Thank You S.B.A.C. Aircraft Engineering THE MONTHLY SCIENTIFIC AND TECHNICAL ORGAN OF THE AERONAUTICAL ENGINEERING PROFESSION VOL XXI No 248 OCTOBER 1949 noon watching the flying is quite essential; but, unless he is spartan enough to go without food, it is almost impossible for him to find N introducing the survey of the [S.B.A.C. Display] by M R HULS opportunity for more than a rapid walk through the exhibition hall, which is the principal feature of this issue we desire to call atten­ with little time to stop and examine anything. However, most of us I tion to an aspect of it which is not apparent from the internal would no doubt prefer indigestion from an excess of provender evidence afforded by mere perusal. It is not, as would be expected to starvation from a lack of it. of an article written by a foreigner, a translation but is the English text as written by the author himself. Netherlanders are of course Getting Ahead famous for their command of our language, but even among a nation of linguists there can be few who are capable of producing an article of The almost dramatic appearance this year of one jet and no less this length with complete freedom from the solecisms usually found than four propeller turbine airliners was most heartening to the when a writer attempts to express his thoughts in other than his British who for the last four years have had to be content to watch mother tongue. So idiomatic, in fact, is the mode of expression that American developments of war-time transports fill their skies. At it is only most rarely that the uninformed reader would suspect that last we can lift up our heads again and truthfully say that we have the writer is not an Englishman. MR HULS is much to be con­ regained the lead. It is indeed encouraging that a commentator of gratulated on his remarkable achievement. M R HULS eminence finds himself able to assure us that some of these are "years ahead" of anything the U.S.A. can offer. Our aeroplane designers have worthily taken advantage of the lead gained by our A Notable Success engine designers by producing commercial types incorporating the By general consent, the 1949 Display was quite outstanding and unchallengeably superior British jet turbine and propeller turbine registered a tremendous advance on the other post-war exhibitions. engines. Two of these, the jet Comet and the turbo-prop Viscount, The concentration of the whole of the static exhibits under one roof are already going into production on the strength of orders received was a very great improvement over last year's arrangement and from the Corporations and, although the development period of a altogether the whole organization was quite brilliant. The smooth modern airliner is unpleasantly long, they should be 'showing the flow of the flying was the subject of favourable comment on all flag' on the world's air routes some years before other countries sides and reflected great credit on those responsible for organizing it. have anything to match them. The only departure from perfection in the arrangements—and we confess we see no way of overcoming the difficulty—was the regret­ Subject for Research tably short time available for close examination of the aeroplanes in the park before the spectators had to leave when the machines The gas-turbine engine offers great advantages from the passen­ started to move to their positions out on the aerodrome. Even for ger's point of view in reduction of vibration, which will make air those who attended every day, approximately an hour and a half travel in the future notably more attractive. On the other hand, they each morning was hardly adequate time in which to examine every­ do at present produce the most trying noise. With careful layout thing and take photographs of any special features it was desired and location of seating accommodation this will not probably to record. The obvious solution would of course be to park the affect the passenger so much, but it does add intolerably to the aeroplanes in the places they are to occupy conveniently for the burden of the already long-suffering ordinary person on the ground. afternoon's flying, but we do not feel that this suggestion is really There is reason to hope, we believe, that the noise can be largely practical as it would mean their being so far removed from the eliminated by careful attention to certain points in design. The sooner exhibition hall. That would not, perhaps, matter so much if this concentrated research and experiment is put in hand to achieve this year's remarkable weather could always be relied upon, but this most desirable—and indeed essential—end, the better. We would was merely the fortunate outcome of an unusual summer. give it top priority. By contrast with the promise for the future held out by the quintet of airliners the new fighters were almost an anti-climax, An Inclination to Surfeit except as exemplifications of the virtuosity of the modern pilot. Here again, however, the Supermarine 510 and the Hawker 1052—to say The concentration of an exhibition of stands, static display of nothing of the Avon-Meteor with its incredible climb—were, we aeroplanes on the ground and demonstration of their performances believe, ahead of anything to be found anywhere else in the world in the air all at the one place at the same time makes the Display quite unique in its attraction—and certainly a great improvement if the twin essentials of performance and manoeuvrability are taken into account. on the Paris fortnight. It none the less makes the task of the indivi­ dual—particularly if visiting the event for only one, or even two, Finally, whatever be the commercial and economic justification days—who wishes to see everything almost insuperable. He has, as of the Brabazon—and we fully share the doubts of M R HULS— we have pointed out, little enough time in the morning to make a there can be no two opinions of its outstanding merit as a magnificent detailed examination of the aeroplanes, while spending the after­ example of engineering achievement. http://www.deepdyve.com/assets/images/DeepDyve-Logo-lg.png Aircraft Engineering and Aerospace Technology Emerald Publishing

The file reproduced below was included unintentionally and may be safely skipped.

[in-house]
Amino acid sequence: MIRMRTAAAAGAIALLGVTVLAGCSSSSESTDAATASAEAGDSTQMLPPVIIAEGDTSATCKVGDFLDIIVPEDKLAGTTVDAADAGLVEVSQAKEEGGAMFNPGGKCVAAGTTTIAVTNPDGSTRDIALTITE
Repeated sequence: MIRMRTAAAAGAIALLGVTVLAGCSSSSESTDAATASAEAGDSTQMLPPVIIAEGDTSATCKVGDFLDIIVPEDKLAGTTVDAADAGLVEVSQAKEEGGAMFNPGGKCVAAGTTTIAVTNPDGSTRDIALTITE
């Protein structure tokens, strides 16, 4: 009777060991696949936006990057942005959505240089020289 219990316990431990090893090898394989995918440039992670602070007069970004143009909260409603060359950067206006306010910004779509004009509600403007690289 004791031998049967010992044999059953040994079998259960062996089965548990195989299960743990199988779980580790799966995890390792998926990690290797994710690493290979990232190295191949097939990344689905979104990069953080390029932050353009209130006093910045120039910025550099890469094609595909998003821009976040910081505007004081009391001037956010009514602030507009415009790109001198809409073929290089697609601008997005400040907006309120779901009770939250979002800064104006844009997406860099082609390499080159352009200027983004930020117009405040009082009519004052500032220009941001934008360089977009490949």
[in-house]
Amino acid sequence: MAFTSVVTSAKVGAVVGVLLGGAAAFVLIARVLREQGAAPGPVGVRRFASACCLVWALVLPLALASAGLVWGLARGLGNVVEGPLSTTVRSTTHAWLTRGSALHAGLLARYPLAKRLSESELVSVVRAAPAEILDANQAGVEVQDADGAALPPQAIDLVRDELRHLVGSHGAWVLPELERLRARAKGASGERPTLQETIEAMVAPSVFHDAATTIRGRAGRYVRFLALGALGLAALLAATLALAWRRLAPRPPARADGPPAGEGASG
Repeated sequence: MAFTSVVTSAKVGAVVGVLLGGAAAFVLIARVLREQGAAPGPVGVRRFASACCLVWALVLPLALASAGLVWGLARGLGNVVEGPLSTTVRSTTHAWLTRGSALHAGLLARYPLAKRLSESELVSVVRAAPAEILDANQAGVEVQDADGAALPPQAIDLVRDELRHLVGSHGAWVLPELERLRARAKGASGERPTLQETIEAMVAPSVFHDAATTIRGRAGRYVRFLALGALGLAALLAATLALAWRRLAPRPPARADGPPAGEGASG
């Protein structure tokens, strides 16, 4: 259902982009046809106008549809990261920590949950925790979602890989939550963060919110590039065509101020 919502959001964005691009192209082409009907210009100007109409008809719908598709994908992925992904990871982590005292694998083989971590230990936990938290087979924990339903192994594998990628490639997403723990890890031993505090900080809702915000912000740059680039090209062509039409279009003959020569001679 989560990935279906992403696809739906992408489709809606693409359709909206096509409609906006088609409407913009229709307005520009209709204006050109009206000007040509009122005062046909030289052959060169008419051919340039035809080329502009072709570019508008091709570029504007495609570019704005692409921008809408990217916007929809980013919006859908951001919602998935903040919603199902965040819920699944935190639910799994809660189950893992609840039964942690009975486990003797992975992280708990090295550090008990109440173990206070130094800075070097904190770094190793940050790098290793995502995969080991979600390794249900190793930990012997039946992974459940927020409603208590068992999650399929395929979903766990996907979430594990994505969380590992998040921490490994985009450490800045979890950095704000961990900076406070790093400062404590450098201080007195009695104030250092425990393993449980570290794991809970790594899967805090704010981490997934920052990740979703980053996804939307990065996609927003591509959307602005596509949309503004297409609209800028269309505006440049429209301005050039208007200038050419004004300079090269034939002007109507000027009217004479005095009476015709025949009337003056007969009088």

Thank You S.B.A.C.